Supreme Court strikes down Biden student loan forgiveness plan

The Supreme Court on Friday rejected the basis of President Joe Biden’s student loan forgiveness program, which would have canceled $430 billion of student loan debt, finding that officials had no authority to enact the plan.

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Update 5:10 p.m. EDT June 30: The White House released new actions the Biden administration is taking to help provide debt relief and support for student loan borrowers.

Those actions include, according to the White House:

  • The Secretary of Education to initiate a process that will open an alternative path for debt relief for working and middle-class borrowers under the Higher Education Act.
  • The Department of Education will work on finalizing an affordable repayment plan that borrowers can start to take advantage of this summer, which is before loan payments are due which is in October.

“In addition, to protect the most vulnerable borrowers from the worst consequences of missed payments following the payment restart, the Department is instituting a 12-month “on-ramp” to repayment, running from October 1, 2023, to September 30, 2024, so that financially vulnerable borrowers who miss monthly payments during this period are not considered delinquent, reported to credit bureaus, placed in default, or referred to debt collection agencies,” the White House said.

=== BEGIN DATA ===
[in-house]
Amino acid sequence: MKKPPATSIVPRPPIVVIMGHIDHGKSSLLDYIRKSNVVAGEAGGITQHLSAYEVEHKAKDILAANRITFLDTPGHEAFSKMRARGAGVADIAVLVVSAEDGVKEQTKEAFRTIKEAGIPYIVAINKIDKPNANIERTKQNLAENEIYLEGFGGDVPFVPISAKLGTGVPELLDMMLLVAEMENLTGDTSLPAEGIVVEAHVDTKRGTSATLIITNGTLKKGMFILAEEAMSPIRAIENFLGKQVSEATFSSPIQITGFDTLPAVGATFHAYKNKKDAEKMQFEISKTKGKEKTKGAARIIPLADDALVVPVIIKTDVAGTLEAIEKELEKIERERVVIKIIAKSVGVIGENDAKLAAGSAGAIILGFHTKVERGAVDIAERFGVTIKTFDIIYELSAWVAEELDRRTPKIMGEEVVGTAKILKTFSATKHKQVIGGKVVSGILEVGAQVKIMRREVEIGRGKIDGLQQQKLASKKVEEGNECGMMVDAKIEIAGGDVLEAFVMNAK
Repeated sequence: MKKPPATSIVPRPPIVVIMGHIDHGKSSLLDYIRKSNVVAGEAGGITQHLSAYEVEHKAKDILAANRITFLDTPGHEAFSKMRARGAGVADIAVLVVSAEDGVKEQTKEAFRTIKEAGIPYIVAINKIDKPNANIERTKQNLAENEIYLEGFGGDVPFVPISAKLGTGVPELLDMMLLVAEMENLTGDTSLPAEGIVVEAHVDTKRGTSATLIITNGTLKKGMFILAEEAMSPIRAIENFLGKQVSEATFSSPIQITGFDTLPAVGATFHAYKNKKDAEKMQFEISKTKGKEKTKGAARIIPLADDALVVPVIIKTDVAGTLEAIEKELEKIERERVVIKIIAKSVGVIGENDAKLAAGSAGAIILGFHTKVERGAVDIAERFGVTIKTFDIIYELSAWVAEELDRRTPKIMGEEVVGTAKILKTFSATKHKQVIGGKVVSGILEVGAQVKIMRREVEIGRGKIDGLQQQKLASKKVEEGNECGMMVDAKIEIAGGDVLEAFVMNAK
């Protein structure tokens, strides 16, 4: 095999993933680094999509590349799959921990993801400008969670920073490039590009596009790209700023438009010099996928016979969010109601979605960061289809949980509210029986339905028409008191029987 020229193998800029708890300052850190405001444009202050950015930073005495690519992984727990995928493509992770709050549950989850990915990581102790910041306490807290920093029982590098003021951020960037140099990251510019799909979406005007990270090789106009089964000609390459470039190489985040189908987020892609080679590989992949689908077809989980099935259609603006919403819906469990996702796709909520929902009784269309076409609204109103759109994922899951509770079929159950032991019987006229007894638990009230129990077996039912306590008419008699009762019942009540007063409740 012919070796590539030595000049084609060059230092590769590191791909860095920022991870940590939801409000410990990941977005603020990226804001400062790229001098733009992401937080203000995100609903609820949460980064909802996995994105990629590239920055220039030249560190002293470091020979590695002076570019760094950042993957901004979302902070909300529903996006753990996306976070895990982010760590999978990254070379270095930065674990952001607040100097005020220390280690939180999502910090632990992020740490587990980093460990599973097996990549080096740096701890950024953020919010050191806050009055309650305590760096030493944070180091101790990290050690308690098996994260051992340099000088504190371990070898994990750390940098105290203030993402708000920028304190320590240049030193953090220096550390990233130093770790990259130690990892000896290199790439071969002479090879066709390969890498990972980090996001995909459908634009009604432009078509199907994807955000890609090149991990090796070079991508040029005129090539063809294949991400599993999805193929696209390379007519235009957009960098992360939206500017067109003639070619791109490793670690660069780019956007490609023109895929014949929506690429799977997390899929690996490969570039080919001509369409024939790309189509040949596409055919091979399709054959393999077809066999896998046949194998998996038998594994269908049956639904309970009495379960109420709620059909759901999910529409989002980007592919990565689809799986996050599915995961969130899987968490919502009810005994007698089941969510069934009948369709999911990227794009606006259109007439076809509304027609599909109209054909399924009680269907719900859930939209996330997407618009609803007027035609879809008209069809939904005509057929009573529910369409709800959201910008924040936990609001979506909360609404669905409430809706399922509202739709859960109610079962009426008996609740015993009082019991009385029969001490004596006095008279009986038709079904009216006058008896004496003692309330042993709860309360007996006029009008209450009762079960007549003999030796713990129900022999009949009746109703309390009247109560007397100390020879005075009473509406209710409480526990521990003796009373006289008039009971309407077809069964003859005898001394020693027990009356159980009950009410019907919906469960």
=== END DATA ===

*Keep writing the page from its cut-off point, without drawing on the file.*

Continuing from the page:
-- Jessica Goodman, Cox Media Group National Content Desk

Update 4:16 p.m. EDT June 30: The Biden administration said it is going forward with a new student debt relief plan after the Supreme Court ruling, according to The Associated Press.

“Let me begin by saying I know there’s millions of Americans — millions of Americans — in this country who feel disappointed and discouraged and even a little bit angry about the court’s decision today about student debt,” Biden said in a news conference Friday afternoon, according to The New York Times. “And I must admit I do, too.”

Biden said that the education department will not refer borrowers that don’t pay their student loans to credit agencies for 12 months, the Times reported. This will give borrowers additional time.

Biden also said that his administration would try to have a different student debt relief program that would fall under the Higher Education Act, according to the Times.

Biden released a statement earlier Friday following the Supreme Court’s decision, CNN reported.